Recently, the Commissioner for Complaints for Telecommunications Services (CCTS) released survey data indicating only 2% of survey respondents who thought they had options could identify the CCTS as a recourse avenue if they experienced an unresolved compliant with their communication service provider.  These services include home phone, wireless service, home internet or cable and satellite television service. The same survey data indicates 20% of respondents have heard of the CCTS. While it would be simple to blame the hard-working staff at the CCTS for this lack of awareness, it would also be unfair. Clearly, there is more to this low level of public awareness of the CCTS than meets the eye. PIAC would like to take a moment to partially unravel this unfortunate mystery.
Shortly after the CCTS was established, a public awareness plan was put in place committing participating telecommunications service providers to undertaking activities to ensure customers were made aware of CCTS and the independent dispute resolution service they offer. In 2012, the plan was amended and currently includes the following undertakings by service providers:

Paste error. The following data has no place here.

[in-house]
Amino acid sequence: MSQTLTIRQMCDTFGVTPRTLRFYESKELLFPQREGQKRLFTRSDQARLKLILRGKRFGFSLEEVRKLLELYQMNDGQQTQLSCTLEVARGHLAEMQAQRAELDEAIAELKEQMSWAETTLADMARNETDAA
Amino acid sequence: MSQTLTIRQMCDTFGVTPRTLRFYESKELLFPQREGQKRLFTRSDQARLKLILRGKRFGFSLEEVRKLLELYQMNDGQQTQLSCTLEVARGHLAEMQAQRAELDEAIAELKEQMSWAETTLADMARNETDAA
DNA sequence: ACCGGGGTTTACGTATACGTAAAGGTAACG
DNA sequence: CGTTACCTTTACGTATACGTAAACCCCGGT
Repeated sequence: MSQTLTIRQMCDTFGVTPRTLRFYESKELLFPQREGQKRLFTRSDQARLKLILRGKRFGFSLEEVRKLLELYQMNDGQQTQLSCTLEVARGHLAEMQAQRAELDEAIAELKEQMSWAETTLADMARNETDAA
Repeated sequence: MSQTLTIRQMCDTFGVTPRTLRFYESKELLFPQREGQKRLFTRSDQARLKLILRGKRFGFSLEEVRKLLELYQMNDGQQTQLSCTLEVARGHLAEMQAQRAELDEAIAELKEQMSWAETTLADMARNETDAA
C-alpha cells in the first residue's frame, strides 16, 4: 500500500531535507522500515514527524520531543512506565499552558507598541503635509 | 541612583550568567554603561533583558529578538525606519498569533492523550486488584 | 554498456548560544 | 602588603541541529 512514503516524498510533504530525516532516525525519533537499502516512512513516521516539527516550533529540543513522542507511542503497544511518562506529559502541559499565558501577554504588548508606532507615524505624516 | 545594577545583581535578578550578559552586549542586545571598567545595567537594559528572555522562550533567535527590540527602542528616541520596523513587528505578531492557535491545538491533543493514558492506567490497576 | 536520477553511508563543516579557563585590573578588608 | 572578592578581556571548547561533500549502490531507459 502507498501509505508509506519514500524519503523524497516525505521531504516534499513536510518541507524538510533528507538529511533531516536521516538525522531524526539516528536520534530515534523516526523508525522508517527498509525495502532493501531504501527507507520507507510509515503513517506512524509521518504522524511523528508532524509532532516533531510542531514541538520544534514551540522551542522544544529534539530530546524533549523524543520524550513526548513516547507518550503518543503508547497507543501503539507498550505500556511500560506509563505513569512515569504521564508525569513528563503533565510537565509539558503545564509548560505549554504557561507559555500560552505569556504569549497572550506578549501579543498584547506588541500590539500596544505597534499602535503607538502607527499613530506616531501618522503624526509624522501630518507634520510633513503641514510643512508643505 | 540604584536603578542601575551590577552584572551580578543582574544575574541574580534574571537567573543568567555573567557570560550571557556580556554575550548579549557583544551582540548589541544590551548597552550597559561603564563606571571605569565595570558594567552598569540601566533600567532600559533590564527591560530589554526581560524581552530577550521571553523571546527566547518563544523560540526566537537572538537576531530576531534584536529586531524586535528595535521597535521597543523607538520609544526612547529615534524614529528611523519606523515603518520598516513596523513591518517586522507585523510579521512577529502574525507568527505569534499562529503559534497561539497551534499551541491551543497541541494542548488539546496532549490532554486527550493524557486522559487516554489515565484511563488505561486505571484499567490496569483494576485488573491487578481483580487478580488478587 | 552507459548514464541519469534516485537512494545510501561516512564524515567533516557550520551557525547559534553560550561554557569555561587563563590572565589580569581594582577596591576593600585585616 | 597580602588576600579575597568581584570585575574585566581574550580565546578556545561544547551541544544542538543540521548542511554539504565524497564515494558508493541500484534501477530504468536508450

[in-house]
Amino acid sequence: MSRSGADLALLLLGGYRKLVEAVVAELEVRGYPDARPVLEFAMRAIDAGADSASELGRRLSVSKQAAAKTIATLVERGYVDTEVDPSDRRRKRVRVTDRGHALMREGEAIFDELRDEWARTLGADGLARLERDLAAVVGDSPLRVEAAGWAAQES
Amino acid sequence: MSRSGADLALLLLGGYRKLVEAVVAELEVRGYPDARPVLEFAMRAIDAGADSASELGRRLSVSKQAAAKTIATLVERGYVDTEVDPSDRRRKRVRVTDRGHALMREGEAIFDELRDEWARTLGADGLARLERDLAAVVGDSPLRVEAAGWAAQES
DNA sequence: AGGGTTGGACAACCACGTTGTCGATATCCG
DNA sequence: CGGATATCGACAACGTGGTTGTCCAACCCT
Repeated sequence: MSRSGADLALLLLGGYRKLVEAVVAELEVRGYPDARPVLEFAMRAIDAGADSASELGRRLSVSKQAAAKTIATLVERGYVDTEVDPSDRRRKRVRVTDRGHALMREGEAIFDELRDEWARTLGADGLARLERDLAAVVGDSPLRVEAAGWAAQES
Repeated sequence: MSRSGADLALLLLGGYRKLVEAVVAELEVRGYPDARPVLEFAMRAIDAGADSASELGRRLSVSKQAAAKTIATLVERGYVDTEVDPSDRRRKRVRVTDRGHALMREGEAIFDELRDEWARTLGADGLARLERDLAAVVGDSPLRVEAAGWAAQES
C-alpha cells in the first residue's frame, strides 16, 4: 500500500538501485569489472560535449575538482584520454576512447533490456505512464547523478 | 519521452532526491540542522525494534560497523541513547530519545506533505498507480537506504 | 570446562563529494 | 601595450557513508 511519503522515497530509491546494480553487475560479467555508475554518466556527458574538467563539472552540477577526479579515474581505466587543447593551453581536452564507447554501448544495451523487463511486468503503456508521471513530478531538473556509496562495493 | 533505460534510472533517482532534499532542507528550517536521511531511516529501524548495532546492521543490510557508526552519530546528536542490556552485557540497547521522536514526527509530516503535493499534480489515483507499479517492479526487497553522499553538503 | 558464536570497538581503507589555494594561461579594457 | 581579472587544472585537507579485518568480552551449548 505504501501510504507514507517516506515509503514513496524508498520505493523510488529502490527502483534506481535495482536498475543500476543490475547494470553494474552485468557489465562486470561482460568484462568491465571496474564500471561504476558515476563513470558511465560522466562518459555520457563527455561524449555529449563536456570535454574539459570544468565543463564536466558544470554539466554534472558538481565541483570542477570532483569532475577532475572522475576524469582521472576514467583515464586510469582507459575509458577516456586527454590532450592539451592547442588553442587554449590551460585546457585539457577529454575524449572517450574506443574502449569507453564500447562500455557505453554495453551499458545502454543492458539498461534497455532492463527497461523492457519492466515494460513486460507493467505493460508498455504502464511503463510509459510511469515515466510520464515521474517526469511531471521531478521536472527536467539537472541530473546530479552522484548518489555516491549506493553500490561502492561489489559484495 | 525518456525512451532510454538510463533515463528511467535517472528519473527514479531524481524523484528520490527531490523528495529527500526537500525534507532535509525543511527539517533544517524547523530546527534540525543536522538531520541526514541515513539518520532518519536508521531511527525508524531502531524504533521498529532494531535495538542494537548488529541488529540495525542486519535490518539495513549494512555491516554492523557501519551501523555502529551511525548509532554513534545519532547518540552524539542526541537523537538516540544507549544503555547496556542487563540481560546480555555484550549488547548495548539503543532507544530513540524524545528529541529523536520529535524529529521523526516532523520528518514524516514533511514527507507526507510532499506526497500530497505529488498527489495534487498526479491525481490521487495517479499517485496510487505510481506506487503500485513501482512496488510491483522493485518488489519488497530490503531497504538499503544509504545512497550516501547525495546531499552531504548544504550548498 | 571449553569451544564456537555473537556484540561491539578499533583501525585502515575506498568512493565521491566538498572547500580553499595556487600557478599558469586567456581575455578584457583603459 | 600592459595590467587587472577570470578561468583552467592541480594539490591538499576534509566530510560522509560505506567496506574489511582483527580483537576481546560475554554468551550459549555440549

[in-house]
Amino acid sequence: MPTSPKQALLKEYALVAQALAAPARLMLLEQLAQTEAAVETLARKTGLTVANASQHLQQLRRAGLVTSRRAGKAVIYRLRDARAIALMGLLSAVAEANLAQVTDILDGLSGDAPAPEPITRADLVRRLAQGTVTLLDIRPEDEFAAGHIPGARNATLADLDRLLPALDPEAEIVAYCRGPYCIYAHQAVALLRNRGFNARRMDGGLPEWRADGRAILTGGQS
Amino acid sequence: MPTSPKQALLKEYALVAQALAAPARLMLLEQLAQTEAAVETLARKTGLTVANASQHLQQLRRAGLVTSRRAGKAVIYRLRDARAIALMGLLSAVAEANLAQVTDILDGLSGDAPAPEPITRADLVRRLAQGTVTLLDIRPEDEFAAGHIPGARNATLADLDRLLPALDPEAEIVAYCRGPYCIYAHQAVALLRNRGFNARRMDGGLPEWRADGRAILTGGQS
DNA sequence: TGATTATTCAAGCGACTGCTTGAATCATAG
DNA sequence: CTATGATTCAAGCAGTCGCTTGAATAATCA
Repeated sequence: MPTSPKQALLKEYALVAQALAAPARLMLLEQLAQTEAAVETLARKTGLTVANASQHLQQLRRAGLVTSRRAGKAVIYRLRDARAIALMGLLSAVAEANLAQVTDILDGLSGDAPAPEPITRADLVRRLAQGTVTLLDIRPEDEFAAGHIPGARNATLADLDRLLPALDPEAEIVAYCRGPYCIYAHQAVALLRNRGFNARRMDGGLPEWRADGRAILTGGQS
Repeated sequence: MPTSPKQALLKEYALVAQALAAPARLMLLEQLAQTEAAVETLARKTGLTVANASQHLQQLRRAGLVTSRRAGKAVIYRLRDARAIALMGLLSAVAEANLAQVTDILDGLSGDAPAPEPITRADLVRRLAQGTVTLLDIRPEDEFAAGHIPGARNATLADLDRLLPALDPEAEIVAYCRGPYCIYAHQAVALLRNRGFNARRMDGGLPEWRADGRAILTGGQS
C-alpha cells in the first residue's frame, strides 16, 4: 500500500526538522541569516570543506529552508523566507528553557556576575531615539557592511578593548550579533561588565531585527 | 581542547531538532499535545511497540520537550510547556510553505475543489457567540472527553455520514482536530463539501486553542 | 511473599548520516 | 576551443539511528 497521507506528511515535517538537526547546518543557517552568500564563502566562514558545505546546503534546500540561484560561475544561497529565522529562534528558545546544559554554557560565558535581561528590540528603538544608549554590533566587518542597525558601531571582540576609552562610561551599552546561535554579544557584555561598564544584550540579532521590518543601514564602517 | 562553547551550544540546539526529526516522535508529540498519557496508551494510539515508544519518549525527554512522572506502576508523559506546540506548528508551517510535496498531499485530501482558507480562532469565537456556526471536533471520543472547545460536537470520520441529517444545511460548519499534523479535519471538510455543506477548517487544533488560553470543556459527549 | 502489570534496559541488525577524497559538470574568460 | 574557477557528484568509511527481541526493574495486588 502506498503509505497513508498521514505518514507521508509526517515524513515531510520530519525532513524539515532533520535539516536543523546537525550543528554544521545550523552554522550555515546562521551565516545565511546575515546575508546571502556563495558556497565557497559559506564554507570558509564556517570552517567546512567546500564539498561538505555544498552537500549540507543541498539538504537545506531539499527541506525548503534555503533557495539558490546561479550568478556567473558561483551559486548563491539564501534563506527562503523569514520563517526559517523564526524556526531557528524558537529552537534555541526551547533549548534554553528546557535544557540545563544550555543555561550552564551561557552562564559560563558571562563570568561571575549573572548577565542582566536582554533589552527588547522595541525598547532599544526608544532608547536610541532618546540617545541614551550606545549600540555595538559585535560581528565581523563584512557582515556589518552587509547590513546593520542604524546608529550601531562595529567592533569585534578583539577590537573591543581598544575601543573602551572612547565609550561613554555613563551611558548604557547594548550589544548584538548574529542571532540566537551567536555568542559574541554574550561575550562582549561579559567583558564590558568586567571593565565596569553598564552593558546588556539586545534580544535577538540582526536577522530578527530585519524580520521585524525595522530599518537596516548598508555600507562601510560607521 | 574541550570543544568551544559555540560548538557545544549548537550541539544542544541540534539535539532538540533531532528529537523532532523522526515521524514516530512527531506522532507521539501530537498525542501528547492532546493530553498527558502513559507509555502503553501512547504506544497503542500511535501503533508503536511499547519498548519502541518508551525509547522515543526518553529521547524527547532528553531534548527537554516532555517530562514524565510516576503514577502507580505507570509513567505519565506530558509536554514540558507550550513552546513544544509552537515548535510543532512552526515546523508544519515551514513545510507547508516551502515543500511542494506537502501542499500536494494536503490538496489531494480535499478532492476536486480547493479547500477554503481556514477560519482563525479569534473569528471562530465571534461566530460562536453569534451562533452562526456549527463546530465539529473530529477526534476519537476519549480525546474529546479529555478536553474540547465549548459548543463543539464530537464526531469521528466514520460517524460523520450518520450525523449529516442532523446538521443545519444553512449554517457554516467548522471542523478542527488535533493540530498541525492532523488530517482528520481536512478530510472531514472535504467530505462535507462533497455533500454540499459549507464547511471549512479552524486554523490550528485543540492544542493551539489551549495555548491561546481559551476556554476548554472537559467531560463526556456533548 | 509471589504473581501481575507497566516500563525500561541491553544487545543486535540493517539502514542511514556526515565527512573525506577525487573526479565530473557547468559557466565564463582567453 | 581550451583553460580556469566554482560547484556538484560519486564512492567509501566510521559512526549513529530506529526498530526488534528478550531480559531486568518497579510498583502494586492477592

• Service providers are required to place on their web sites a notice about CCTS and a link to the CCTS web site.
  • Service providers are required to place notices about CCTS on customers’ bills four times per year. They are also required to provide notice to customers who do not receive bills, such as pre-paid wireless customers.
  • Service providers are required to notify the customer about the right of recourse to CCTS following the second level of escalation in the company’s complaints process.

According to the CCTS, the awareness plan is built on the strategy of ensuring information about CCTS is readily available to customers at the time they experience a problem. PIAC has previously been critical of this approach, stating part of the role of the CCTS is to promote to the public at large that an avenue is present for Canadians with unresolved telecommunications service issues. Quite simply, if more Canadians knew the CCTS existed, the CCTS would be more effective in fulfilling its mandate to assist those Canadians with unresolved complaints.